The Bible does not often explain why God permits some circumstances to occur. And when you hear this concept, you usually think about adverse circumstances. You think about why God allowed accidents, disease, loss, abuse, and injustice in your life. But what about those good things that God has allowed in your life? Are those things fair? Has God truly given you everything you deserve? If you are wise, the answer to that question is a resounding “No!”

However, the Bible has gone to great lengths to describe who God is. He is a God of love, mercy, and incredible grace. That’s why you have all of those good things! And that is who He is, even during difficult circumstances. Focusing on who God is and delighting in Him moves you from thinking about your rights to how blessed you are. It helps you to stop wishing others would get what is coming to them because you recognize you have not gotten what “should” be coming to you.

Rage Because of Responsibility

Lie number two: I am responsible for fixing this situation or for fixing this person! I cannot tell you how often I have heard someone express some form of this lie. "What that person needs is one good punch in the mouth! That would teach them not to mouth off anymore.”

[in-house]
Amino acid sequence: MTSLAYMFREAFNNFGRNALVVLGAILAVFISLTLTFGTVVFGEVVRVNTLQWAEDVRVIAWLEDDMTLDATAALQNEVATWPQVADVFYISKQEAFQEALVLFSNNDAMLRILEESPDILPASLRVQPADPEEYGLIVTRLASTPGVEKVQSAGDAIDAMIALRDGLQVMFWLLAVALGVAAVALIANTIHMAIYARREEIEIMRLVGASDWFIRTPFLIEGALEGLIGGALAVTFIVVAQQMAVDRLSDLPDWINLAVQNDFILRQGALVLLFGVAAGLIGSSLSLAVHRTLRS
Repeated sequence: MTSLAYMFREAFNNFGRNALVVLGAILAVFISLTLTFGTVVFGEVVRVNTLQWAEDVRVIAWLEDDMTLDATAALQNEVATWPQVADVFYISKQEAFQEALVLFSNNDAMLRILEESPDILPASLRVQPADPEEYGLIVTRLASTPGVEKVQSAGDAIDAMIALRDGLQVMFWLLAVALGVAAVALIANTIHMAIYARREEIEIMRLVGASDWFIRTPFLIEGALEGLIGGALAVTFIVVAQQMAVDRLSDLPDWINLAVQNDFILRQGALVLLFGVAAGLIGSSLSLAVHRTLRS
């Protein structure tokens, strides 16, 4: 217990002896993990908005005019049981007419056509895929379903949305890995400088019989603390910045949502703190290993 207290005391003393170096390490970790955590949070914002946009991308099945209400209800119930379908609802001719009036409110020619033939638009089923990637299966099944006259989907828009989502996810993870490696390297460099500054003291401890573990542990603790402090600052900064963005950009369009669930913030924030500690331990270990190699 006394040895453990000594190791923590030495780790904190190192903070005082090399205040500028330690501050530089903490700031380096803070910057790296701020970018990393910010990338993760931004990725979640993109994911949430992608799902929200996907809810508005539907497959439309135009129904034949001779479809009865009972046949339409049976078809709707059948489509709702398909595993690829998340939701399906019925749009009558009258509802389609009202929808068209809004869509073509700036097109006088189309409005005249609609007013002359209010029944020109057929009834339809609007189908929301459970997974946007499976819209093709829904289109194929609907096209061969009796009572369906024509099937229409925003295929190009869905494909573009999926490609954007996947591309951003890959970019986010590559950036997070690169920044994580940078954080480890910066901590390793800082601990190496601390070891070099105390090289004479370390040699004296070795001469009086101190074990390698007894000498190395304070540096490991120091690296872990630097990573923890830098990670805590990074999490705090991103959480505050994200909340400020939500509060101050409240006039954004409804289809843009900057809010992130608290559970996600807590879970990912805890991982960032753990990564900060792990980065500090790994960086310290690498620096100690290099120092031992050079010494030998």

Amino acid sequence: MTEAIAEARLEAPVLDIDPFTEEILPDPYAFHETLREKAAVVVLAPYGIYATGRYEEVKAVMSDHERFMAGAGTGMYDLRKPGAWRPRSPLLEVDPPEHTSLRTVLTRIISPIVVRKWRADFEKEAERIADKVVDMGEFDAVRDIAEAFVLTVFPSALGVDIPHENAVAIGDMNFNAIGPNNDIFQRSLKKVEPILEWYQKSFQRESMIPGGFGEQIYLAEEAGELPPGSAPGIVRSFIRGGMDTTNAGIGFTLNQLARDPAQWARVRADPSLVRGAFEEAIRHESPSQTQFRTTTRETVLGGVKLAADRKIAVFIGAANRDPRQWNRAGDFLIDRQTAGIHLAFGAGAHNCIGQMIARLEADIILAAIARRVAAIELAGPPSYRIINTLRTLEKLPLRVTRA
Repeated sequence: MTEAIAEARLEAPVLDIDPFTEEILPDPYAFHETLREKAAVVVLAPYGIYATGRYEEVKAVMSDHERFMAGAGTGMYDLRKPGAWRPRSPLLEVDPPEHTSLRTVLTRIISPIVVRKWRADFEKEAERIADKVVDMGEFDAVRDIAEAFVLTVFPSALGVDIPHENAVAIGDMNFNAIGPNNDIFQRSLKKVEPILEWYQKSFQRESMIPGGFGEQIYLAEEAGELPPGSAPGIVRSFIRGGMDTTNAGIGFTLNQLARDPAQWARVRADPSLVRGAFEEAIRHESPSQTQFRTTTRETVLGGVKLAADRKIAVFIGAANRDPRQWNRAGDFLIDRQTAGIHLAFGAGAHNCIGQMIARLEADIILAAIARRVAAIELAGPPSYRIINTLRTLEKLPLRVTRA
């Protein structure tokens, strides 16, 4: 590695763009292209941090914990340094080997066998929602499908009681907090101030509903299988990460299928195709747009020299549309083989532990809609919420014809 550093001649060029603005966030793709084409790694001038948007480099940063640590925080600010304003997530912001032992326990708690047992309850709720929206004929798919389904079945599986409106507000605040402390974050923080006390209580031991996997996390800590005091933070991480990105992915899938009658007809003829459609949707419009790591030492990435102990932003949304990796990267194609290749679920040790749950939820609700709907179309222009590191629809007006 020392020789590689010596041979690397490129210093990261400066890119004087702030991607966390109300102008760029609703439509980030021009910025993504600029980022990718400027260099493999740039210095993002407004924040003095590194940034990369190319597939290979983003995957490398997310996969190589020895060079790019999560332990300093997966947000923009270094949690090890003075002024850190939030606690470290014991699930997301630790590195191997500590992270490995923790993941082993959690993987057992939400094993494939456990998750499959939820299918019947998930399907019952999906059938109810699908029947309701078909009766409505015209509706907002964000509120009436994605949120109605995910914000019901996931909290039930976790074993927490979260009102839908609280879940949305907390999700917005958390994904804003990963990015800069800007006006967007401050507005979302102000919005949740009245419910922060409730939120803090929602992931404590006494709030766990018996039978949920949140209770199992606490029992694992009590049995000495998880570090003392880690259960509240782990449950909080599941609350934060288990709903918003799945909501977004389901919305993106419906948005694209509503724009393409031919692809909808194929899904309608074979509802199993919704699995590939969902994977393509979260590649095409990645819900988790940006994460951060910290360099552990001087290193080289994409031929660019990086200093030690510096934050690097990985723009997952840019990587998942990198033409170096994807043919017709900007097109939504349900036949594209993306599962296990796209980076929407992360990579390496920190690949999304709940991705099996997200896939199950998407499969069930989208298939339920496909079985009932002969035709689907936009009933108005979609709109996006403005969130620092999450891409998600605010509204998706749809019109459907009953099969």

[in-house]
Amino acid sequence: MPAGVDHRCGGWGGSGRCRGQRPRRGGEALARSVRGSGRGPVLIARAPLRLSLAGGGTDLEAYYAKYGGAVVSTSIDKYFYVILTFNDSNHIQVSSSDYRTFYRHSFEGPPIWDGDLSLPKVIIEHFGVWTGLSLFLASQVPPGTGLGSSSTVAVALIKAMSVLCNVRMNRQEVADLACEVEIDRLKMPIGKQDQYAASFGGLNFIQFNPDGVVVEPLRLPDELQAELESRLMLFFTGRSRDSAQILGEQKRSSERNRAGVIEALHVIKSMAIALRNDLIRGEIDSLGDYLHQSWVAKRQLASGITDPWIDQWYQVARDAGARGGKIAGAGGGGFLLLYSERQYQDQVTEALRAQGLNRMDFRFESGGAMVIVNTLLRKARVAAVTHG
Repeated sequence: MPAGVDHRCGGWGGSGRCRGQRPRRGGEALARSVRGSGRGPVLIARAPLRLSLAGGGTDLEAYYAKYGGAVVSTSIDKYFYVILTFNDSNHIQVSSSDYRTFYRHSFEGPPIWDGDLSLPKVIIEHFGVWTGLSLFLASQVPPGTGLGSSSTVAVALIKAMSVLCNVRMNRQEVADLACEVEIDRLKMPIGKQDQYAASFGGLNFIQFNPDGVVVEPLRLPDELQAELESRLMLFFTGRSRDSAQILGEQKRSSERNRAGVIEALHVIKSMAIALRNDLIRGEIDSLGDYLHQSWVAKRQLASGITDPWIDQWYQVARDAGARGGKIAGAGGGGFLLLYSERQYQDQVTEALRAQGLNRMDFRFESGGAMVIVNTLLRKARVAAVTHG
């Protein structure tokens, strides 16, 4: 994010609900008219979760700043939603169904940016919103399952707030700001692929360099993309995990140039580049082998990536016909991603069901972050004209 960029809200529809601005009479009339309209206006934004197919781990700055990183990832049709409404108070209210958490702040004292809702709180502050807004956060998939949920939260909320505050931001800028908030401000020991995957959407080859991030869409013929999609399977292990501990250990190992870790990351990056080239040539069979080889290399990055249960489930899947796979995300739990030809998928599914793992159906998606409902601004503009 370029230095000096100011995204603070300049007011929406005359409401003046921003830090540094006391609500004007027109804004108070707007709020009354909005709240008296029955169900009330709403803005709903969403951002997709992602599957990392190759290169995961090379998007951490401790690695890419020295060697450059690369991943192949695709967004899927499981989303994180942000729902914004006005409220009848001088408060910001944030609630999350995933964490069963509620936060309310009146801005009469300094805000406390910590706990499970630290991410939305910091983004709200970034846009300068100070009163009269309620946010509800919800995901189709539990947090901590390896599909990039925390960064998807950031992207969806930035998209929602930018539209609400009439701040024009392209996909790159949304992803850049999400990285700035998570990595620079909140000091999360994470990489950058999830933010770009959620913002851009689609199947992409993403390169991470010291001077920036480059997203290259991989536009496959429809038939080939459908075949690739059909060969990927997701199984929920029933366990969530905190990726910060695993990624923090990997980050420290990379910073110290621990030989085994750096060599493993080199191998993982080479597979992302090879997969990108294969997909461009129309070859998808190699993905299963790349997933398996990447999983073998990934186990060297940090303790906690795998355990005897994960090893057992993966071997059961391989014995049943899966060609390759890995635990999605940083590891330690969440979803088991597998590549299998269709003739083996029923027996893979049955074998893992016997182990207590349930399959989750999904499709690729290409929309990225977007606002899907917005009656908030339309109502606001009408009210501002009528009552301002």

Do you want to hear a simple truth? There are countless examples of people who have been punched in the mouth, and it has not altered their attitude one bit. You can likely think of an example when you experienced consequences for your words or actions, yet you made the exact same mistake again. Thinking about the consequences of your actions can help motivate you to make the right choices. But experiencing consequences does not, in itself, change your future decisions.

So the next time you think about how good it would feel to dole out some consequences to another person, consider the fact that change must be created inside of the heart of a person. None of us have the power to change another person's heart. Furthermore, we are only responsible for changing what is actually in our power to change. When dealing with people you cannot change or circumstances you cannot change, you have no choice but to radically accept people and situations as they actually are.